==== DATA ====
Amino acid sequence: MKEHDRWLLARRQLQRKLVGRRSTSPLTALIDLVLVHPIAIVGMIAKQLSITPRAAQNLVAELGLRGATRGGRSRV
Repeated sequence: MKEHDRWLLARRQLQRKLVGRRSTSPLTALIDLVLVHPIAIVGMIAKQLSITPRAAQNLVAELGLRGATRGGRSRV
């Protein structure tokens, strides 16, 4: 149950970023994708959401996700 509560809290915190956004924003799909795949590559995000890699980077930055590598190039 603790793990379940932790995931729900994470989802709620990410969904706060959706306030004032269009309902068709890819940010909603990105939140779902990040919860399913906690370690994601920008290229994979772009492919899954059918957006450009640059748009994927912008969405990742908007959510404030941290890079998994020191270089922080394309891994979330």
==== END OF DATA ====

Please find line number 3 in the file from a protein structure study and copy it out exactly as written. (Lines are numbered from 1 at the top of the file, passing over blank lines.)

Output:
């Protein structure tokens, strides 16, 4: 149950970023994708959401996700 509560809290915190956004924003799909795949590559995000890699980077930055590598190039 603790793990379940932790995931729900994470989802709620990410969904706060959706306030004032269009309902068709890819940010909603990105939140779902990040919860399913906690370690994601920008290229994979772009492919899954059918957006450009640059748009994927912008969405990742908007959510404030941290890079998994020191270089922080394309891994979330």